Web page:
24 episodios

A podcast about women's work in science, technology, engineering, or mathematics.

Babes of Science Poncie Rutsch

    • Ciencia

A podcast about women's work in science, technology, engineering, or mathematics.

    Susan La Flesche Picotte

    Susan La Flesche Picotte

    Susan La Flesche was the first Native American to earn a medical degree. She proceeded to become the physician for the Omaha Nation, traveling by horse and buggy to care for a community spread across an area the size of Rhode Island.

    • 13 min
    Lady Ranelagh

    Lady Ranelagh

    Every early chemist has heard of Boyle’s law -- the equation that relates a gas’s pressure to its volume. But even if you have some awareness of Robert Boyle himself, it’s unlikely that you’ve heard of his sister...even though she was probably talking him through his ideas, either in person or by letter.
    This episode of Babes of Science was produced in collaboration with Distillations Podcast. 
    Babes of Science is a podcast that seeks to answer two questions: Who are the women who changed the trajectory of science? And why has it taken us so long to recognize their work?

    Music in this episode:
    Theme: Showers by Podington Bear
    Day Into Night by Rho
    Daydream Shelshock by Wolf Asylum
    Am I The Devil YEYEY
    History Explains Itself by The Losers
    Like Swimming Broke For Free
    Insatiable Toad by Blue Dot Sessions
    One And by Broke For Free
    Modulation of the Spirit
    Melt by Broke For Free
    Eleanor by The Losers
    I Am A Man Who Will Fight For Your Honor by Chris Zabriskie
    Tidal Wave by YEYEY

    • 20 min
    Marguerite Perey

    Marguerite Perey

    Marguerite Perey identified a new element called Francium while she was working in the Curie laboratory. So why don't we know her name?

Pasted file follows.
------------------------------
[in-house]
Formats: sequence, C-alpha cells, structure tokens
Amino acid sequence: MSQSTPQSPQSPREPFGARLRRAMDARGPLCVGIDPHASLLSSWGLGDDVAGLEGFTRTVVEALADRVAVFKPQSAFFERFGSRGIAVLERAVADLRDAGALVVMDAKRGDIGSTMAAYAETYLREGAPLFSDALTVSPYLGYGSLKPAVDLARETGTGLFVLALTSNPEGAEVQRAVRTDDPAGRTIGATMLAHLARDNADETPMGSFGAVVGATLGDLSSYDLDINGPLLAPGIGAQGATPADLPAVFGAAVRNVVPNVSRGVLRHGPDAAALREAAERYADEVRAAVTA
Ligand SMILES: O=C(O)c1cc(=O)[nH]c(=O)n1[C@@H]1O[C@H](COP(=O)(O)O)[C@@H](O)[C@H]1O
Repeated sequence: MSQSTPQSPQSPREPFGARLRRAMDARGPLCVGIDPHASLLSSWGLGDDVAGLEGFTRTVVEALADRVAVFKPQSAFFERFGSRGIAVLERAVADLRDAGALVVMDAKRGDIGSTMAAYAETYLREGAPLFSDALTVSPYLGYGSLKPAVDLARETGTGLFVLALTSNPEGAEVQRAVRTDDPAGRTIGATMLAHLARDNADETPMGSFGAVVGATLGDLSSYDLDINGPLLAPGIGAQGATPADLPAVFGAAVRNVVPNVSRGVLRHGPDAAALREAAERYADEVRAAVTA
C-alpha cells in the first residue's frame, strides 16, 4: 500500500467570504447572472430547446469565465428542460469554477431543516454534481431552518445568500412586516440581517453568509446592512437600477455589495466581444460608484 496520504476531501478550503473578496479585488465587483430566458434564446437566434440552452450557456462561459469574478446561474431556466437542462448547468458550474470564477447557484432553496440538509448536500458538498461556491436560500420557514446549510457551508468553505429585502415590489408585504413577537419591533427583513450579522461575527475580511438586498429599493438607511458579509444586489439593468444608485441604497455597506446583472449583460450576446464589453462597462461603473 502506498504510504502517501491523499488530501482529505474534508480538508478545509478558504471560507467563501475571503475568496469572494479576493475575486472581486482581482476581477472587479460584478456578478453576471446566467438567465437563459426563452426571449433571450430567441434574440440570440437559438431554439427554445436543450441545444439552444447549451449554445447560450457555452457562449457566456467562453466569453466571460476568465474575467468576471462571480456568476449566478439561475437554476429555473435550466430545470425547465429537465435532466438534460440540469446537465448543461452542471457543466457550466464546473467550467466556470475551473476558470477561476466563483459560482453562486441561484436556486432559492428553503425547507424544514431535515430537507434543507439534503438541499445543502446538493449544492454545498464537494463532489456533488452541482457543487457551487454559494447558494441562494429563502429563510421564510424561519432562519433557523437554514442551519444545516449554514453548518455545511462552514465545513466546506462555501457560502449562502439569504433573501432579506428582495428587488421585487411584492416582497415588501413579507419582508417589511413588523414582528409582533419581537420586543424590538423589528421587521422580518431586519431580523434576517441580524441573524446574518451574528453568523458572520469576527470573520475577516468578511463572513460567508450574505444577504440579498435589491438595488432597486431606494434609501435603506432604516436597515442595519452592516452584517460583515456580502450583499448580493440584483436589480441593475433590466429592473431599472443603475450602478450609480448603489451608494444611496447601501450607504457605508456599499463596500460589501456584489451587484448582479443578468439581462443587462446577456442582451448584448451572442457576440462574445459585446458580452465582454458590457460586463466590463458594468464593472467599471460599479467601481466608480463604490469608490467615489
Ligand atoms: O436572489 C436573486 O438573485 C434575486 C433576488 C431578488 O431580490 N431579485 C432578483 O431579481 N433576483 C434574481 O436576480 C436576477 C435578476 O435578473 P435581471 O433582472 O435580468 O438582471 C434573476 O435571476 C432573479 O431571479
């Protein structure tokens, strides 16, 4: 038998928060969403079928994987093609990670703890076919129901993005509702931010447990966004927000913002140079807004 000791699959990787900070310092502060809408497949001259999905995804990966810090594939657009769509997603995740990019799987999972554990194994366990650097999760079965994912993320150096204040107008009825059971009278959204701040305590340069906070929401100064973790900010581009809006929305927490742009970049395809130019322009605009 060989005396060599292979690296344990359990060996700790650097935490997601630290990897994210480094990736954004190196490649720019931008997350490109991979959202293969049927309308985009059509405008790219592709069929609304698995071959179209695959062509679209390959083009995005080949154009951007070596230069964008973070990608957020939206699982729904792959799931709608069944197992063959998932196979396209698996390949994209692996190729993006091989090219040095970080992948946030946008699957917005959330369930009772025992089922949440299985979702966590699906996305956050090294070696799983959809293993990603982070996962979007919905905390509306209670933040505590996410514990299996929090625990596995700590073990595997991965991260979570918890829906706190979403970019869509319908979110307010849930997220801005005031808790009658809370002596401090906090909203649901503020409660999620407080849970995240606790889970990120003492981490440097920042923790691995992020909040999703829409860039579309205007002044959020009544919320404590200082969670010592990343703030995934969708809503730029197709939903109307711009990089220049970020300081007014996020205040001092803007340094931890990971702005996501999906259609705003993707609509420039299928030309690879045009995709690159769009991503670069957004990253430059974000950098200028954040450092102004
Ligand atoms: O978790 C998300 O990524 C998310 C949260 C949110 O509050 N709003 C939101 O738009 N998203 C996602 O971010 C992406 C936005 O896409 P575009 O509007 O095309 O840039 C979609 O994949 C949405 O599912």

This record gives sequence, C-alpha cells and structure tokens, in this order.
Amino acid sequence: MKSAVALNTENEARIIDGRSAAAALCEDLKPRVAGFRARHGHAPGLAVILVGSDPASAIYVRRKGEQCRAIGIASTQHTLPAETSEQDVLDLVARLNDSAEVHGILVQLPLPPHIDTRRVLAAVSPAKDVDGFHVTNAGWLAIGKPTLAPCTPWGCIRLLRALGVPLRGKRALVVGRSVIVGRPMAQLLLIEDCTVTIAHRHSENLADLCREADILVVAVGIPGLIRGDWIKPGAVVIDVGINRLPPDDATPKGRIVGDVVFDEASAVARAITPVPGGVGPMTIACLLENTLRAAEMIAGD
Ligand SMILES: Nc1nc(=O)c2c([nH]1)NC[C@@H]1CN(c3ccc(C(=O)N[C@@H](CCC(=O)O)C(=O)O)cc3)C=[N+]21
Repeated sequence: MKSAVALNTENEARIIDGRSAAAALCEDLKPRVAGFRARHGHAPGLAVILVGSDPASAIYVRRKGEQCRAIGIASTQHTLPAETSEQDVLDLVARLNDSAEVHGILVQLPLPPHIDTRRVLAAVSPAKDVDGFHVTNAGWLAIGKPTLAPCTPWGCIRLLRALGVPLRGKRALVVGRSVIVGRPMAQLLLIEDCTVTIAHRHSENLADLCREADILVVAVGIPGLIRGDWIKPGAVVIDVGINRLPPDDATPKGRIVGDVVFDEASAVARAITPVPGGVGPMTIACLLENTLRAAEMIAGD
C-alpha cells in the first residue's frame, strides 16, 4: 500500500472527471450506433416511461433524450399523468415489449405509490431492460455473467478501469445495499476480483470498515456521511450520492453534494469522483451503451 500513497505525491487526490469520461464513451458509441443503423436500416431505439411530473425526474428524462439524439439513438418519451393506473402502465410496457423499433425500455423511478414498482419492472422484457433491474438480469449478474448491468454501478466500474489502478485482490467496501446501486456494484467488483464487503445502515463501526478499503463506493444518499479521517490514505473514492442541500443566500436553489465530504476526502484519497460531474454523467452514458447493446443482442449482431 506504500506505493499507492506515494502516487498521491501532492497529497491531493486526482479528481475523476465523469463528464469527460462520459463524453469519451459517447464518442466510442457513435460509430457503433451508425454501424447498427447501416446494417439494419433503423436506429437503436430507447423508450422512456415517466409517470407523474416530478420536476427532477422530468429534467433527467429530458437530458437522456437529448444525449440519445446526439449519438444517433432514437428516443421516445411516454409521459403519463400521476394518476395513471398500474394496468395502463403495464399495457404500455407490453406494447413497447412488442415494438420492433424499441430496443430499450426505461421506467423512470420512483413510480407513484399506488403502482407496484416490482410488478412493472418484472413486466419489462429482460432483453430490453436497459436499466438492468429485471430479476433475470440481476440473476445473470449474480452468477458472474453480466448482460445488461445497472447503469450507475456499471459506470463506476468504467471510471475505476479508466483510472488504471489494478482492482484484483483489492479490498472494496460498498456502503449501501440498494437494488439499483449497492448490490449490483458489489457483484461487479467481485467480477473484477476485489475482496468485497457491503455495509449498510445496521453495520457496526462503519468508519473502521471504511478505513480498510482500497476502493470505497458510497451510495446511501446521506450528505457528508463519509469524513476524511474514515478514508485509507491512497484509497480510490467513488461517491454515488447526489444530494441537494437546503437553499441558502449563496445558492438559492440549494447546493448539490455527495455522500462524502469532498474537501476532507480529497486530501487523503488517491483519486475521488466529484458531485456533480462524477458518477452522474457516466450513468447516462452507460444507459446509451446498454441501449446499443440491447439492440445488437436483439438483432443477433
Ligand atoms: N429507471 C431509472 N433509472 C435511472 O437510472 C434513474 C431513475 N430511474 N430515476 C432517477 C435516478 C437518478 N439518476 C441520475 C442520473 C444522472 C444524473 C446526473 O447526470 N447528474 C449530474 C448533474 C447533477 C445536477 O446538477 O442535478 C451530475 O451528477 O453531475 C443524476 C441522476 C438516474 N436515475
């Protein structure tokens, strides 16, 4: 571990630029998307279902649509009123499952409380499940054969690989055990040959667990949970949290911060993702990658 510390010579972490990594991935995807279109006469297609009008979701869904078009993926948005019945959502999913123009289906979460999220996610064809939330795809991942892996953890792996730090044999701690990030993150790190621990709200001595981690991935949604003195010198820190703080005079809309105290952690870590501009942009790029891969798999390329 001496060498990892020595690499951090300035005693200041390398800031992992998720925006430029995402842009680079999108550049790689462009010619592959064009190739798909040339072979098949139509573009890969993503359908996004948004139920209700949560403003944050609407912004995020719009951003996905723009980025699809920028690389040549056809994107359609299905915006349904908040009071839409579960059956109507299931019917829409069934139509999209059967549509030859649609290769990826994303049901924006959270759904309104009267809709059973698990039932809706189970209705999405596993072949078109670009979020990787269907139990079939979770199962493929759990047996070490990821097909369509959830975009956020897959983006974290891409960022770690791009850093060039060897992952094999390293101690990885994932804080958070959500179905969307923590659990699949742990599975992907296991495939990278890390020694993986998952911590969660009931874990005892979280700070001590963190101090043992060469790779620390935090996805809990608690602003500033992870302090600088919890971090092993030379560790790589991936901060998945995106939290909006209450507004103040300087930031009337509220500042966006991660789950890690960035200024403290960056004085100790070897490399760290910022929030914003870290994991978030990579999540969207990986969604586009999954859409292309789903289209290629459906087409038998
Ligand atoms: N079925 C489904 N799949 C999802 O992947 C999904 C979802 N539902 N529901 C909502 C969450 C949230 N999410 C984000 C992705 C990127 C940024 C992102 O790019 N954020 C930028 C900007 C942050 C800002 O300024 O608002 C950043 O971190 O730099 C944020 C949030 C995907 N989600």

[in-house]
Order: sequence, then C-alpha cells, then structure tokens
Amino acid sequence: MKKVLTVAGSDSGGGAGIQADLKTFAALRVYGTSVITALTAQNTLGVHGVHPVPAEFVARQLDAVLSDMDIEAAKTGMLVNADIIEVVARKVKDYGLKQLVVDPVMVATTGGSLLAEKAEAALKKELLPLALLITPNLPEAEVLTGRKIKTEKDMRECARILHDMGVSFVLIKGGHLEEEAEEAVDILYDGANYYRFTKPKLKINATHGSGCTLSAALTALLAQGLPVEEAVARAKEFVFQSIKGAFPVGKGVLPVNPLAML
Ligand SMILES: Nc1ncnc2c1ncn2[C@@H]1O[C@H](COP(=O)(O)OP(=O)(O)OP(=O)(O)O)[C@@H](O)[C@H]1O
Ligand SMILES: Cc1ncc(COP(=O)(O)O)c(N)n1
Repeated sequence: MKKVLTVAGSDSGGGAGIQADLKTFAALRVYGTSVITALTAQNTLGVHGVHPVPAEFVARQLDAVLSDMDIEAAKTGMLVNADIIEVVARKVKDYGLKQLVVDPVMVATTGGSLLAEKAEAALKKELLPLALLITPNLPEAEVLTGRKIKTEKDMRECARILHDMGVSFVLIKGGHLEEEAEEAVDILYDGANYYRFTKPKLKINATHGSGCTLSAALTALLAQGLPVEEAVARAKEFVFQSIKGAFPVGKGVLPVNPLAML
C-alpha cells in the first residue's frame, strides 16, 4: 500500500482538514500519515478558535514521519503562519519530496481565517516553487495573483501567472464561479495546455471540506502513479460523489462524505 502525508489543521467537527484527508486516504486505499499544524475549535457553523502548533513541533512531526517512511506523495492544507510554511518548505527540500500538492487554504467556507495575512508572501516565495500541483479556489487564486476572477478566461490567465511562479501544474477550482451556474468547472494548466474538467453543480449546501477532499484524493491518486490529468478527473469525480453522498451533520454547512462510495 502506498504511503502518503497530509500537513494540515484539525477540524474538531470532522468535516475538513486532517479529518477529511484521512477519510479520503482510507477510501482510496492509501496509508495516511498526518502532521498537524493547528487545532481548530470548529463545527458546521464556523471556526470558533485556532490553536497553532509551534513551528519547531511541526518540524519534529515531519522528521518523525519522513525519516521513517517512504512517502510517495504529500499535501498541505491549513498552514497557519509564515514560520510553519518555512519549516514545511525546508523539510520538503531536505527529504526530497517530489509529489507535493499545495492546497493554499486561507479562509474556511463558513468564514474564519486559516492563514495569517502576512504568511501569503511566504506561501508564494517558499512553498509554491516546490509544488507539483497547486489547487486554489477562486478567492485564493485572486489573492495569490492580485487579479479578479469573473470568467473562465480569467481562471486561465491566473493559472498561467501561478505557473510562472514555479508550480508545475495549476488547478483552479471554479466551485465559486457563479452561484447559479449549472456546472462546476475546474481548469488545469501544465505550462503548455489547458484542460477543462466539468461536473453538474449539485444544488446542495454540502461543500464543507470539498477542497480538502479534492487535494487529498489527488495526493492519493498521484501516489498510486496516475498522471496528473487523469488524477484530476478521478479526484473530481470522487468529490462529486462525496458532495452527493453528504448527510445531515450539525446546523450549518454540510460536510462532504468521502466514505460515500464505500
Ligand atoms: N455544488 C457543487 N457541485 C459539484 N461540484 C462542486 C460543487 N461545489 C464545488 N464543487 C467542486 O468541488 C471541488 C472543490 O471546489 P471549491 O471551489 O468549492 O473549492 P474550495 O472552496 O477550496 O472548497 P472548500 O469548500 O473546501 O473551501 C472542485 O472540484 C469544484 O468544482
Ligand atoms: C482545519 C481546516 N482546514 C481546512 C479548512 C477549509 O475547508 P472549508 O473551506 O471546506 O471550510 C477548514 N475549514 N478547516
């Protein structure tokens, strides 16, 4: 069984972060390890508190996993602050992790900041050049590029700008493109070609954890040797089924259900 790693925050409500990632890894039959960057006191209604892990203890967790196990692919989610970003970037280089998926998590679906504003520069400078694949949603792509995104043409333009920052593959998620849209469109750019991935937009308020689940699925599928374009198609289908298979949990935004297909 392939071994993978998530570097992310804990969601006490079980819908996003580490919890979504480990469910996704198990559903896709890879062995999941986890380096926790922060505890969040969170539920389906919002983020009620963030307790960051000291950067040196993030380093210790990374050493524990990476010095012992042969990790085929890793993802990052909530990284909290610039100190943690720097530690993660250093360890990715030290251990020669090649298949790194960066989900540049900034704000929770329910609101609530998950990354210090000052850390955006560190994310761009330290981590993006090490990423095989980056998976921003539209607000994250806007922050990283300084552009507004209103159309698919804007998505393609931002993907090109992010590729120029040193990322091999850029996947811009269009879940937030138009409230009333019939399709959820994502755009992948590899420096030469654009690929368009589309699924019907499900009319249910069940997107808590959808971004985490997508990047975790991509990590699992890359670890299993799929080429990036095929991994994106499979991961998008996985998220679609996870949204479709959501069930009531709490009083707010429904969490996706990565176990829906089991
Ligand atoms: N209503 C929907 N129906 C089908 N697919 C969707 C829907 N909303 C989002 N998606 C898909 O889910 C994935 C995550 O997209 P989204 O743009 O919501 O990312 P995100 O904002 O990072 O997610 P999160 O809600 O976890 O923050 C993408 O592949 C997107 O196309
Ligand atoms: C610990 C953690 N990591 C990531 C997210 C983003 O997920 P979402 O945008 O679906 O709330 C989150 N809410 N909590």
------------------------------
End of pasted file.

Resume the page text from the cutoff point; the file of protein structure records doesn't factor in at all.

MUSIC:
    Mile Post 1 by Alex Fitch
    Drifting Spade by Blue Dot Sessions
    Building The Sun by Broke For Free
    Biolumina L2 by Little Glass Men
    History Explains Itself by The Losers
    Summer Spliffs by Broke For Free

    • 6 min
    Henrietta Lacks

    Henrietta Lacks

    Henrietta Lacks developed an aggressive form of cervical cancer, and died at the age of 31. The cells from the tumor on her cervix, however, are still alive today. More than twenty tons of her cells have grown in labs, participating in disease research for the polio vaccine and for AIDS treatment. And Henrietta's cells have literally traveled to space and back.
    MUSIC:
    Secret Place by Alex Fitch
    Kelp Grooves by Little Glass Men
    Love is Not by Broke For Free
    Tiptoe (Instrumental) by YEYEY
    Is That You Or Are You You? Chris Zabriskie
    Deadpanned by Jahzzar
    With Many Tears by Candlegravity
    Stakes and Things by Blue Dot Sessions
    Melt by Broke for Free

    • 13 min
    Bertha Pappenheim/Anna O.

    Bertha Pappenheim/Anna O.

    Bertha Pappenheim was spending each night by her sick father's bed when she began hallucinating. Josef Breuer would diagnose her with hysteria and spend two years practicing "the talking cure." He and Sigmund Freud later published her account as a case study under the name Anna O.
    To support the show, head to patreon.com/babesofscience. Or visit babesofscience.com for more information on Babes of Science. You can also follow @babescience on twitter for fun facts about women in science history.
    Music in this episode:
    Dream Blaze by Little Glass Men
    Delta by Podington Bear
    Slow Slow Sky by Blue Dot Sessions
    From Here to Iceland (Full) by Loch Lomond
    A Suicide by Candlegravity
    You Bastard! by The Losers
    Daydreamer by Podington Bear
    Jupiter The Blue by Gillicuddy
    The Temperature on the Bow of the Kaleetan by Chis Zabriskie
    How it Fades by Scott Gratton
    Be Mine and Be Kind (Instrumental) by Loch Lomond
     
     
     

    • 15 min
    Irène Joliot-Curie

    Irène Joliot-Curie

    Irène Joliot-Curie found that radioactivity wasn't just something to be found in the earth's elements -- scientists could make other metals radioactive. And then her research took her right up to nuclear fission...and World War II.
    To support the show, head to patreon.com/babesofscience. Or visit babesofscience.com for more information on Babes of Science. You can also follow @babescience on twitter for fun facts about women in science history.
    Music in this episode:
    Thematic by Blue Dot Sessions
    Divider by Chris Zabriskie
    John Stockton Slow Drag by Chris Zabriskie
    Frog Legs Rag by James Scott from 1906 piano roll
    Keep The Prices Down by Podington Bear
    Morning Mist by Podington Bear
    The Zeppelin by Blue Dot Sessions
    Beachhead by Podington Bear
    Grand Fell by Blue Dot Sessions
    Because You Hold Me Tight by Alex Fitch

    • 17 min

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